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gut friendly bread loaf

gut friendly bread loaf | jessica cox

I’d like to introduce you to my newest member of  my baking family, the Gut Friendly Bread Loaf. A few weeks back I asked you all on Facebook what recipes you would like to see. The most common answer was a really nourishing, yet intolerance friendly bread. I’ve been pondering over ideas and recipes and have finally come up with this recipe that I am thrilled to share with you today.

gut friendly bread loaf | jessica cox

gut friendly bread loaf | jessica cox

There are a ton of gluten free breads now on the market, in the supermarkets and health food stores. Finding one however that suits all of your needs when you have more than one food reactivity can be quite frustrating. Additionally, many of the brands on offer are made with refined gluten free flours and sugar, which is not ideal for something many of us choose to eat daily.

gut friendly bread loaf | jessica cox

Bread for me is an absolute must. I grew up eating homemade bread and personally cannot imagine life without it. I know some people are not that fussed about it, and that’s fine, but bread to me is as essential as water itself. Without it I am sure I would wither up and die.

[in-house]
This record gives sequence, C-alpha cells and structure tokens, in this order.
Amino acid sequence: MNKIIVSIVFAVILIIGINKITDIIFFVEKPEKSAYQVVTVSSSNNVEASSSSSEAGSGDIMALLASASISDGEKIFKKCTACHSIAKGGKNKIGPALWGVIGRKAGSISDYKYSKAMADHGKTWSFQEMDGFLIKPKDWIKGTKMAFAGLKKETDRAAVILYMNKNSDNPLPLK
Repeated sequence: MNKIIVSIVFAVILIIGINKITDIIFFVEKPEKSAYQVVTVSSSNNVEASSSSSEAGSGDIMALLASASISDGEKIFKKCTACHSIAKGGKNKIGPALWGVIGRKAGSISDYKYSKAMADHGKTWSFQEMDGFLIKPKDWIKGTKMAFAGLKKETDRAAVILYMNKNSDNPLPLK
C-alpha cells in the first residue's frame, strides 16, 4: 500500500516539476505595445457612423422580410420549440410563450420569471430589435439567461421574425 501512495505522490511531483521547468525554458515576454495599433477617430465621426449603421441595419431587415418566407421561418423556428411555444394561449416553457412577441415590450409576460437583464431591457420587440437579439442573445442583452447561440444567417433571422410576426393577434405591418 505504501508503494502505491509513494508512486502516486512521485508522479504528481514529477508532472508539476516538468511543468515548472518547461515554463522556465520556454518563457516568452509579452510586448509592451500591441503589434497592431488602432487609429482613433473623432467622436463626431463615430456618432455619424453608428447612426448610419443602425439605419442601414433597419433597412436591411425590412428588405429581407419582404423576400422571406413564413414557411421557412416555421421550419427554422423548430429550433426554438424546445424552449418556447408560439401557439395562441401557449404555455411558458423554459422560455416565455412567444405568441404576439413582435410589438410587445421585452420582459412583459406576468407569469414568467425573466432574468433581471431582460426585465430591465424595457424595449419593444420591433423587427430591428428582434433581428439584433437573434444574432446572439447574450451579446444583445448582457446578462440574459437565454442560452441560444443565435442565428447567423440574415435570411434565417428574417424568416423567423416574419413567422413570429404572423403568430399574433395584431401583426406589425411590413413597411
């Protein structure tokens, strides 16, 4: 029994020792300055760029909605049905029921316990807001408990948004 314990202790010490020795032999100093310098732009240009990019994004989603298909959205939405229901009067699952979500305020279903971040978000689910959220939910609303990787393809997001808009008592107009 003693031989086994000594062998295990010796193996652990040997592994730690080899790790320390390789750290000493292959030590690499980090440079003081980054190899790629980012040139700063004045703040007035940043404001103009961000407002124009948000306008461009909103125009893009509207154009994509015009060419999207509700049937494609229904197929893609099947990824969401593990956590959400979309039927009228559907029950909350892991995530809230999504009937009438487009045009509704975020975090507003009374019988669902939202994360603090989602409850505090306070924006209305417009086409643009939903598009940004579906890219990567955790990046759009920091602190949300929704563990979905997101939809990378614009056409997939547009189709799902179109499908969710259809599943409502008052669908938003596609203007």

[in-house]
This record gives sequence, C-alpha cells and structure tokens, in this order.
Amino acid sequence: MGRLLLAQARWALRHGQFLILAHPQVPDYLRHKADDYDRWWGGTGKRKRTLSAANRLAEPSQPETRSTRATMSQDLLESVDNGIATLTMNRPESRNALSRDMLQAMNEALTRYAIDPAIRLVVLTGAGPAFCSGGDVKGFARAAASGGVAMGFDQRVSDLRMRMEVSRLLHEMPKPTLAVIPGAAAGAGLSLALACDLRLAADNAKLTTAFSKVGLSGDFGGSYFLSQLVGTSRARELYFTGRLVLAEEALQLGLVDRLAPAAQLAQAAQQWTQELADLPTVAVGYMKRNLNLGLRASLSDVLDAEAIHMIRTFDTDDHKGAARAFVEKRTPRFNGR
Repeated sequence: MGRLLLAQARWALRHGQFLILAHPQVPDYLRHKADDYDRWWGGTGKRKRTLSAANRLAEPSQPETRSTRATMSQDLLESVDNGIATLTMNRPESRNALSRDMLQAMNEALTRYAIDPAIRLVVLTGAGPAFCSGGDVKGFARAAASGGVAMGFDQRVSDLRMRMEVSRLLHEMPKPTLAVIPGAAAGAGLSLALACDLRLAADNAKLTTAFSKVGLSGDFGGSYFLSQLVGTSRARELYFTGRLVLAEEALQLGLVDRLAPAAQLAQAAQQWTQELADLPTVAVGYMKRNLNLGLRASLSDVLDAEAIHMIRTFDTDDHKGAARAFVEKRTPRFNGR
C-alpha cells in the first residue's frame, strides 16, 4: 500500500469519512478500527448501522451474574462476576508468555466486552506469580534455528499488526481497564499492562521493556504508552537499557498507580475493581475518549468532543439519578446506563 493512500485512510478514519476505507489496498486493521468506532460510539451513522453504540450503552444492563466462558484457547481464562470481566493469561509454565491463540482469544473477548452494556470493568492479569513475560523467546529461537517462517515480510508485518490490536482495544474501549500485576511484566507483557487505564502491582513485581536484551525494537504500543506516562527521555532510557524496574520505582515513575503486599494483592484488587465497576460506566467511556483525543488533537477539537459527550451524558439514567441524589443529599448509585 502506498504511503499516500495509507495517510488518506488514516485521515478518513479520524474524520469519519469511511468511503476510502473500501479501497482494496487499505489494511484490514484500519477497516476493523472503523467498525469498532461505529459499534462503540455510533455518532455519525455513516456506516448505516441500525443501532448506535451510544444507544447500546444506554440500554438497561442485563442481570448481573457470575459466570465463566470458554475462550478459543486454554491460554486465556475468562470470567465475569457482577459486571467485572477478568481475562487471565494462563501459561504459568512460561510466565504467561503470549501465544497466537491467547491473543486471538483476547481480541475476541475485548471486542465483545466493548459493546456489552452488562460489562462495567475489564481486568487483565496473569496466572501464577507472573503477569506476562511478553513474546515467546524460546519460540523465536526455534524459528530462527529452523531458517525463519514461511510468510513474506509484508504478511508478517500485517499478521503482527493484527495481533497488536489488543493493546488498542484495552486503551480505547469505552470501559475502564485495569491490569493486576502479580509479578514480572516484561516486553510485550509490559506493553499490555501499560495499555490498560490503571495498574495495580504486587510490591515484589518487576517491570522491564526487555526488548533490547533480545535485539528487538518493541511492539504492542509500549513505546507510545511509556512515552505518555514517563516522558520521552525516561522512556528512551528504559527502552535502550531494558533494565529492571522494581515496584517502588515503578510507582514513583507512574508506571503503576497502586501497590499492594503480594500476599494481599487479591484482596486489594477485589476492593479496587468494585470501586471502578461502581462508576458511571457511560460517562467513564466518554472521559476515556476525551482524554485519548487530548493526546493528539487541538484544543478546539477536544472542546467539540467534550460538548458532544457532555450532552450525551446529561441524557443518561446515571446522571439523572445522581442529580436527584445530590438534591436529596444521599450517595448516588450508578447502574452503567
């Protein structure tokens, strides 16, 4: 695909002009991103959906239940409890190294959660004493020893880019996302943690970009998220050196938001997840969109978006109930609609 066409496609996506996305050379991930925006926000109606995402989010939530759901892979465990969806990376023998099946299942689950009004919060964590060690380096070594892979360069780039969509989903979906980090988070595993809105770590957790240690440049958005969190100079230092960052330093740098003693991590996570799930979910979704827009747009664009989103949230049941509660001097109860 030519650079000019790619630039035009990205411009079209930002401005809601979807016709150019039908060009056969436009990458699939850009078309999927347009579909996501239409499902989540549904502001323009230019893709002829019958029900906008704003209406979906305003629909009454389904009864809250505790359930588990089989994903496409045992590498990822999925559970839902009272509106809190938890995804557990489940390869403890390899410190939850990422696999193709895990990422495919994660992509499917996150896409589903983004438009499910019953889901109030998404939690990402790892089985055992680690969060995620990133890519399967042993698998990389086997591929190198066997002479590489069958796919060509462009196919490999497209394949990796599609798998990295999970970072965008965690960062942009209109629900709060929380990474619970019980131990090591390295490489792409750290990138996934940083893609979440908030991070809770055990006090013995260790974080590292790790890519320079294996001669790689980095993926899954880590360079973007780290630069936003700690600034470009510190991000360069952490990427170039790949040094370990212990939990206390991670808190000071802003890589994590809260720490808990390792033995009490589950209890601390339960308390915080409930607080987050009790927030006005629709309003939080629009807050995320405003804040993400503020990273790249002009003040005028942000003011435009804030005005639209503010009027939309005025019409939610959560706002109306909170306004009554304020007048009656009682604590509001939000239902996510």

gut friendly bread loaf | jessica cox

gut friendly bread loaf | jessica cox

This Gut Friendly Bread Loaf ticks a hell of a lot of boxes. It is free of all of the most common reactants; rich in fiber though low in starch (which can be problematic for some – especially those of you following low FODMAP diets) and most of all it is super nourishing. All the grains used are wholegrain based and heavily mixed with protein and fat dense nut and seed meals.  Now obviously don’t expect some light and fluffy loaf like something bought at your local bakery, this baby has some heartiness to it. It will rise a little in the oven of course, but we are talking a dense and flavoursome bread – robust and full of flavour. Lets say its like Jamie out of Outlander rather than Frank back in ‘modern times’ (ps if you do not get this reference then your life is not complete until you watch this show).

gut friendly bread loaf | jessica cox

Of course baking bread is not for everyone. A lot of you would just prefer to buy it and that is fine. I am currently working on a ‘best gluten free breads to put in your trolley’ post for this reason. However, if you really look at this recipe it is super simple to make. Plus I cannot express how enriching freshly baked bread can be in your life. I do implore you to give it a go, as it’s like nothing else. x

gut friendly bread loaf | jessica cox

gut friendly bread loaf

Print Recipe

serves
makes 1 loaf
preparation time
15 minutes
cooking time
60 – 65 minutes

ingredients

  • 1 cup sorghum flour (or buckwheat flour)
  • 1/2 cup brown rice flour
  • 1/2 cup almond meal (use sunflower seed meal if nut intolerant – just whizz seeds up in a blender)
  • 2 teaspoons baking powder
  • 1 teaspoon cream of tartar
  • 1/2 teaspoon sea salt
  • 1 and 1/2 tablespoons psyllium husk
  • 1/4 cup flaxseed meal
  • 1/2 cup pepitas (pumpkin seeds)
  • 1/2 cup sunflower seeds
  • 1/4 cup flaxseeds (linseeds)
  • 1 & 1/2 cups water (add an extra 1/4 cup if needed)
  • 1 tablespoon apple cider vinegar
  • 1/4 cup extra virgin olive oil

method

This recipe makes one small, though very dense and filling loaf. If you require a larger and higher loaf I recommend doubling the recipe and cooking for an extra 20 minutes, or until ready.